Leadership and leadership communication in a matrix structured organization : some critical factors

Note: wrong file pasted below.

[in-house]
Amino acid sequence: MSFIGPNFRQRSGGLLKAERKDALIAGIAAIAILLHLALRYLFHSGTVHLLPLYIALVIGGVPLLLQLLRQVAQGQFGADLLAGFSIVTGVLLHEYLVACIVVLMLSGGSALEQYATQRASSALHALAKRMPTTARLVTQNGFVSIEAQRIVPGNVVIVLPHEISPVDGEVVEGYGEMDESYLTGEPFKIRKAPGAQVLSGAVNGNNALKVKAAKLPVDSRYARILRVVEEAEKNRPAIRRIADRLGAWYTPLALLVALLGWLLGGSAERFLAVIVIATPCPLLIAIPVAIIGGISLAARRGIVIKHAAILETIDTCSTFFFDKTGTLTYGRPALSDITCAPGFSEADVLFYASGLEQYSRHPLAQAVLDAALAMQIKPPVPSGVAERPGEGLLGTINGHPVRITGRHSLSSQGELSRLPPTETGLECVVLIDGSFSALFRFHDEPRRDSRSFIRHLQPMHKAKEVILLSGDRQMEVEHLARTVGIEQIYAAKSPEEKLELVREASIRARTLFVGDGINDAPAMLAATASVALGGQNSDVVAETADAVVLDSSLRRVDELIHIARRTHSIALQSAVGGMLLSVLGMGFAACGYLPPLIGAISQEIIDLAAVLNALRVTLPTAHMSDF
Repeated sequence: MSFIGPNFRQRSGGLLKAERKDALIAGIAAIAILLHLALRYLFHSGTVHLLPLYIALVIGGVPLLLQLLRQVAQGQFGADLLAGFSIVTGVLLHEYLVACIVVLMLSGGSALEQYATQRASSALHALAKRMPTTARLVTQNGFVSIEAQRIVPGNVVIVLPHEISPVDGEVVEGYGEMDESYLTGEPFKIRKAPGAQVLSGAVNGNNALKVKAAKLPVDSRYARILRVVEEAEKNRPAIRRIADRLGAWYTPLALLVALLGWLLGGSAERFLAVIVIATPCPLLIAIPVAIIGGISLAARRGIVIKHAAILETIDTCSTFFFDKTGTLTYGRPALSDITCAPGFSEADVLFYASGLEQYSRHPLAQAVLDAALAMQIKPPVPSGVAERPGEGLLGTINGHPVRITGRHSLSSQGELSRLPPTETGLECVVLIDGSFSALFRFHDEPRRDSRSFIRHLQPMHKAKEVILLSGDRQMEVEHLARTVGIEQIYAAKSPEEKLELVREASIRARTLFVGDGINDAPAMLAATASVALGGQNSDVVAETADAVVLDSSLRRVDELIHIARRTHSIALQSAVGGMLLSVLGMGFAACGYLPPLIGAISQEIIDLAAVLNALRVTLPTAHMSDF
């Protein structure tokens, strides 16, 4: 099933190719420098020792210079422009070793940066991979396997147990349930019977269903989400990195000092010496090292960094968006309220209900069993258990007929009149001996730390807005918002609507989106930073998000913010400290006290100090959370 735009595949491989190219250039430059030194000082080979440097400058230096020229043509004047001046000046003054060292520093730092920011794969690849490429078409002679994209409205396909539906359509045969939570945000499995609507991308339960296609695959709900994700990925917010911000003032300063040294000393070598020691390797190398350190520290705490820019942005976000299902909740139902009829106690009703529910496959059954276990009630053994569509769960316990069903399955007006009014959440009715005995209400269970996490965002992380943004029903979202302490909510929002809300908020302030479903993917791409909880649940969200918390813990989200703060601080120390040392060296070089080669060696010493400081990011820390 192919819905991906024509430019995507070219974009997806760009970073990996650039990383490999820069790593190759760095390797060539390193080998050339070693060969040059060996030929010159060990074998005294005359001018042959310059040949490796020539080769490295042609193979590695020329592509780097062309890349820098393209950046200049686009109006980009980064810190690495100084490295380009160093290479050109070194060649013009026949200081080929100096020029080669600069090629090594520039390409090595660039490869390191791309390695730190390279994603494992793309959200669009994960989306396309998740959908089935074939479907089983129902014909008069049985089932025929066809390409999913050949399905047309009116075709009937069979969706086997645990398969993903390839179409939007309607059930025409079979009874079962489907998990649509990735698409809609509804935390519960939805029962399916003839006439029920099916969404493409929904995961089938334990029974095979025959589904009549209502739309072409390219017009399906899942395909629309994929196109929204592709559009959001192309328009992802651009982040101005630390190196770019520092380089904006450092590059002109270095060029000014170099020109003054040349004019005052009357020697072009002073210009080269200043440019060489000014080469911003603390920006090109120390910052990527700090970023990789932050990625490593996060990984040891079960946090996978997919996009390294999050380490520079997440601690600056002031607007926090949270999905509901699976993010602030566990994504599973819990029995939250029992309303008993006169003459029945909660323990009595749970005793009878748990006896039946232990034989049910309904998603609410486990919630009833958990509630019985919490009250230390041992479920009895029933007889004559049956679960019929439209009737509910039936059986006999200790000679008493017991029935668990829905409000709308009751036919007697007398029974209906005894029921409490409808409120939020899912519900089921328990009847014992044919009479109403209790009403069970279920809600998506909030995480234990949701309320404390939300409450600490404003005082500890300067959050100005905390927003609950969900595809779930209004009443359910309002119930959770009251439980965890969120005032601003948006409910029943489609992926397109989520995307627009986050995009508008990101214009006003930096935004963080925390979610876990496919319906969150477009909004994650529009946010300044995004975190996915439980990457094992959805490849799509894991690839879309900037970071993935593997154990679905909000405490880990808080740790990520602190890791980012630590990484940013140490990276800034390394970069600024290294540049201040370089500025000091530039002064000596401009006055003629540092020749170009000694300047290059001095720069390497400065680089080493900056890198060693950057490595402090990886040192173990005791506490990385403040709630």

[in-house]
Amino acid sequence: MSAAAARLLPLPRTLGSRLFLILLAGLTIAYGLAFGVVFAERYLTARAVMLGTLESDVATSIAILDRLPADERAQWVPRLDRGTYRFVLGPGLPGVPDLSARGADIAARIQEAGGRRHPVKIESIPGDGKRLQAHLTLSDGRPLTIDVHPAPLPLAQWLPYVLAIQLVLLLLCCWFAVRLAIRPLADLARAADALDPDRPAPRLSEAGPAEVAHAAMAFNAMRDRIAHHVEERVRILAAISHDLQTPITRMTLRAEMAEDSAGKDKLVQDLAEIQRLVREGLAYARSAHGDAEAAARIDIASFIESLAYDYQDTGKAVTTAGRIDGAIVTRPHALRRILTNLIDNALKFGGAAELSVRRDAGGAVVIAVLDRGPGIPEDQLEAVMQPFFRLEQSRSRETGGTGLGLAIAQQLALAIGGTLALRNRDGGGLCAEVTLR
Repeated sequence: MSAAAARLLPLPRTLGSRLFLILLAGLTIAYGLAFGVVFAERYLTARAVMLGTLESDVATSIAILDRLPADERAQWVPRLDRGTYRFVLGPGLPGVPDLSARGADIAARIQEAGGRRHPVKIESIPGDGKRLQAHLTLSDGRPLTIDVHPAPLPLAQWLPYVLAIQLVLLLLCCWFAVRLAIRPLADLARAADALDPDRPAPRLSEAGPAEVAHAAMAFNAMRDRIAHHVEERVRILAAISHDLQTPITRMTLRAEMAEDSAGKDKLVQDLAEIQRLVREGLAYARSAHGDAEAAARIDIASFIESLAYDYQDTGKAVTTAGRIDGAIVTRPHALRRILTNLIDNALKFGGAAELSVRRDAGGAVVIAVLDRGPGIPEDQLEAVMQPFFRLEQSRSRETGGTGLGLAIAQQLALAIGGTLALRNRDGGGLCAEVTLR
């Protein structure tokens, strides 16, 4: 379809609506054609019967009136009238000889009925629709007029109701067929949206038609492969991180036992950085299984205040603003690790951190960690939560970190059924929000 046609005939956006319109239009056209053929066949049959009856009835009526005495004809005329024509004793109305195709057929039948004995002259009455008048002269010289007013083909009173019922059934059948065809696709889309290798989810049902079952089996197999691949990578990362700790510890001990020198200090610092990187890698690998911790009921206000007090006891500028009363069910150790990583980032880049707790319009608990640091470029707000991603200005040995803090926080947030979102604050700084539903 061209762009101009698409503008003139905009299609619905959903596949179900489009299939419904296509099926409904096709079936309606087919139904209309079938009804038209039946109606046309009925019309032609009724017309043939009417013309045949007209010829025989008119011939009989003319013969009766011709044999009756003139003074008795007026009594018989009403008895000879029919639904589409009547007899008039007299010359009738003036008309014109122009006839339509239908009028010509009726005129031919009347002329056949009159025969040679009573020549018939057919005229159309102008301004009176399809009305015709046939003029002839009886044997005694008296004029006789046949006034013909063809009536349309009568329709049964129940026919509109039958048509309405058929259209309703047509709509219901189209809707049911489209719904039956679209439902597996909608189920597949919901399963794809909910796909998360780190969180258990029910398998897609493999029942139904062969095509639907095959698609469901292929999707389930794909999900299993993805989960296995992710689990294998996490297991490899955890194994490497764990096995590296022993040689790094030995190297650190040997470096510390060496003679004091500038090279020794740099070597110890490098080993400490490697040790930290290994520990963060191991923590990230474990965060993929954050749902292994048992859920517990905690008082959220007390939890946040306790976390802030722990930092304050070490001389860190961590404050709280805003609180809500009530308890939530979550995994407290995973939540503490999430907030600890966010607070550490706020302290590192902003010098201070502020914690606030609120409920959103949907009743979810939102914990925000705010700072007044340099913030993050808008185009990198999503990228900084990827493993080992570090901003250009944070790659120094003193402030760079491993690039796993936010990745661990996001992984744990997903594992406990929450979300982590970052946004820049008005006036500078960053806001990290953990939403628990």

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This case study has shown how nearly every success and failure in the matrix structured Segment X was a result of leadership behaviour. If Project I was to be an unreserved success every leader on every level had to succeed in their efforts. After having interviewed employees and leaders, and observed several meetings the overall impression was of a well-functioning, mature matrix organization. However, it is not correct to say that Project I was an unreserved success. There were some areas within the matrix structure that appeared to be more troublesome than others. After having examined each of the seven related research questions the main research question should be answered: What constitutes an effective Norwegian matrix organization in terms of communication and leadership as perceived by its members/employees? In order for a leader in the matrix organization to succeed on a general level, it was perceived that he or she should be emotionally intelligent and possess social and communication skills. Communication skills that in particular were suggested to be of great importance were the ability to create a sense of commitment to organizational goals in each employee, and to be able to persuade the employees to reach set goals in time. Employees increasingly no longer ask “What should I do?” but “Why should I do it?”, and persuasion seemed in fact to be one of the more difficult aspects for the leaders of Segment X. Extensive interpersonal and communication skills were also perceived to be of great importance to meet the challenges of the matrix structure. The main challenge associated with the matrix structure was the distribution of resources. In order to handle this challenge in an effective way and avoid conflicts, respect for the current rules was pointed to as crucial by both functional and project leaders. In general the most obvious challenge for Segment X and in particular Project I was the teams and the management of teams. The two teams of special interest in this case study experienced some serious problems. Team management and the composition of the teams were the main reasons that the teams struggled. Both these issues will be the responsibility of the functional management. Thus in a matrix structured organization where the use of work teams is necessary it is of great importance to in a more thorough way evaluate both the skills and style of the potential team leader and also consider the composition of the team. Since teams actually carry out the projects of the matrix organization, the effectiveness of the matrix organization is more or less dependent on well functioning teams. The truly effective matrix organization is constituted first of all of socially skilled leaders on all levels who are effective persuaders, who are willing to respect the formal rules of the matrix structured organization, and who are able to alter their leadership style depending on the context. All this highlights the importance of and need for a stronger focus on leader communication and behaviour. The results from this case study conducted in a Norwegian organization do not differ to any great extent from the findings of other relevant studies conducted in other countries (the literature reviewed in this thesis is mainly from English speaking countries). However, it does seem like the Norwegian organization (Segment X), and in particular in relation to Project I (as Project I formed the basis for this study) is a well functioning matrix organization, that has stared clear of some of the most obvious challenges mentioned by other research into matrix organizations. For instance the multiple reporting relationships that exist within a matrix organization were not mentioned to any great extent, neither by the leaders nor by the employees of Segment X. In relation to further or future research within the area of organizational structure, leadership and leadership communication, several suggestions can be made. For this organization in particular it would be of value to conduct more research into the use of teams. As the teams are so important in a matrix structured organization like Segment X, more knowledge should be gained about the factors that will impact on the effectiveness of the team. One other question that could be raised is whether the necessary leadership skills and leadership communication will differ within a production oriented company compared to an innovation oriented company. It is also of interest to be able to discuss why or if there are differences between a Norwegian matrix organization in terms of leadership and leadership communication, and matrix organizations in other countries. Future research will also benefit from using both qualitative and quantitative approaches, maybe especially in relation to investigate how communication skills of leaders are related to the feeling of commitment in the employees.